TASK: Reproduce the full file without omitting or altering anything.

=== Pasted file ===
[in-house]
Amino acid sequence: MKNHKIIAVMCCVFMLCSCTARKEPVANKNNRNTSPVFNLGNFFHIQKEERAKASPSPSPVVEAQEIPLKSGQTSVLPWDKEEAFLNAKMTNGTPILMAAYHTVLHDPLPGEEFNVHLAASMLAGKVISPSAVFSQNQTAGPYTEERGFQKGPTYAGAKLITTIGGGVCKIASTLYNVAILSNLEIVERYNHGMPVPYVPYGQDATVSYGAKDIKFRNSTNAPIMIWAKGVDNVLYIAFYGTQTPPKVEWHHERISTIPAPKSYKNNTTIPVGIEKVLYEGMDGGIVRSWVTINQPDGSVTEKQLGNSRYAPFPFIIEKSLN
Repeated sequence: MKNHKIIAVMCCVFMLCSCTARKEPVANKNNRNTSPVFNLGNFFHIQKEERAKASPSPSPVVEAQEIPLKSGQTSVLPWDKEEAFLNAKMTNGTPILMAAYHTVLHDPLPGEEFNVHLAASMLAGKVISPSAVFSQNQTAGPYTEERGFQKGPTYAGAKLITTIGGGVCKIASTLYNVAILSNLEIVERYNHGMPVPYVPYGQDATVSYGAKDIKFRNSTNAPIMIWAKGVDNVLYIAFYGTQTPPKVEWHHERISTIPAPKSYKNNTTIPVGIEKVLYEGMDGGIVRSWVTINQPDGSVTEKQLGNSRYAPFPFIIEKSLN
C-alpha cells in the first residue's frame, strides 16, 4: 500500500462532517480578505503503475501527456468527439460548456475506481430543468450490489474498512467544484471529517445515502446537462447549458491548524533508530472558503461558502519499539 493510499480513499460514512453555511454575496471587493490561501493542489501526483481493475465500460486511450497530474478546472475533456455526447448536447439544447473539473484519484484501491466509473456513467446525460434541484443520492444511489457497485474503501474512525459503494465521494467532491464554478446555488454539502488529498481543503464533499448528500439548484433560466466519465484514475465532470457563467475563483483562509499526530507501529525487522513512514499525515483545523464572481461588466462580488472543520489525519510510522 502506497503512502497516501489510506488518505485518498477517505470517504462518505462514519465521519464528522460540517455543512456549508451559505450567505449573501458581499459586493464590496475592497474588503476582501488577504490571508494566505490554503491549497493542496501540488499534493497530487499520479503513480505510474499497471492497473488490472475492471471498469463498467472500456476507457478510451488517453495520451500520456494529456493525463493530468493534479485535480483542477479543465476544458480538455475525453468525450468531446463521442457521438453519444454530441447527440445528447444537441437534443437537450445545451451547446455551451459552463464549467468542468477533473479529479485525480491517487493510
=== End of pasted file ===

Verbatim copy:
[in-house]
Amino acid sequence: MKNHKIIAVMCCVFMLCSCTARKEPVANKNNRNTSPVFNLGNFFHIQKEERAKASPSPSPVVEAQEIPLKSGQTSVLPWDKEEAFLNAKMTNGTPILMAAYHTVLHDPLPGEEFNVHLAASMLAGKVISPSAVFSQNQTAGPYTEERGFQKGPTYAGAKLITTIGGGVCKIASTLYNVAILSNLEIVERYNHGMPVPYVPYGQDATVSYGAKDIKFRNSTNAPIMIWAKGVDNVLYIAFYGTQTPPKVEWHHERISTIPAPKSYKNNTTIPVGIEKVLYEGMDGGIVRSWVTINQPDGSVTEKQLGNSRYAPFPFIIEKSLN
Repeated sequence: MKNHKIIAVMCCVFMLCSCTARKEPVANKNNRNTSPVFNLGNFFHIQKEERAKASPSPSPVVEAQEIPLKSGQTSVLPWDKEEAFLNAKMTNGTPILMAAYHTVLHDPLPGEEFNVHLAASMLAGKVISPSAVFSQNQTAGPYTEERGFQKGPTYAGAKLITTIGGGVCKIASTLYNVAILSNLEIVERYNHGMPVPYVPYGQDATVSYGAKDIKFRNSTNAPIMIWAKGVDNVLYIAFYGTQTPPKVEWHHERISTIPAPKSYKNNTTIPVGIEKVLYEGMDGGIVRSWVTINQPDGSVTEKQLGNSRYAPFPFIIEKSLN
C-alpha cells in the first residue's frame, strides 16, 4: 500500500462532517480578505503503475501527456468527439460548456475506481430543468450490489474498512467544484471529517445515502446537462447549458491548524533508530472558503461558502519499539 493510499480513499460514512453555511454575496471587493490561501493542489501526483481493475465500460486511450497530474478546472475533456455526447448536447439544447473539473484519484484501491466509473456513467446525460434541484443520492444511489457497485474503501474512525459503494465521494467532491464554478446555488454539502488529498481543503464533499448528500439548484433560466466519465484514475465532470457563467475563483483562509499526530507501529525487522513512514499525515483545523464572481461588466462580488472543520489525519510510522 502506497503512502497516501489510506488518505485518498477517505470517504462518505462514519465521519464528522460540517455543512456549508451559505450567505449573501458581499459586493464590496475592497474588503476582501488577504490571508494566505490554503491549497493542496501540488499534493497530487499520479503513480505510474499497471492497473488490472475492471471498469463498467472500456476507457478510451488517453495520451500520456494529456493525463493530468493534479485535480483542477479543465476544458480538455475525453468525450468531446463521442457521438453519444454530441447527440445528447444537441437534443437537450445545451451547446455551451459552463464549467468542468477533473479529479485525480491517487493510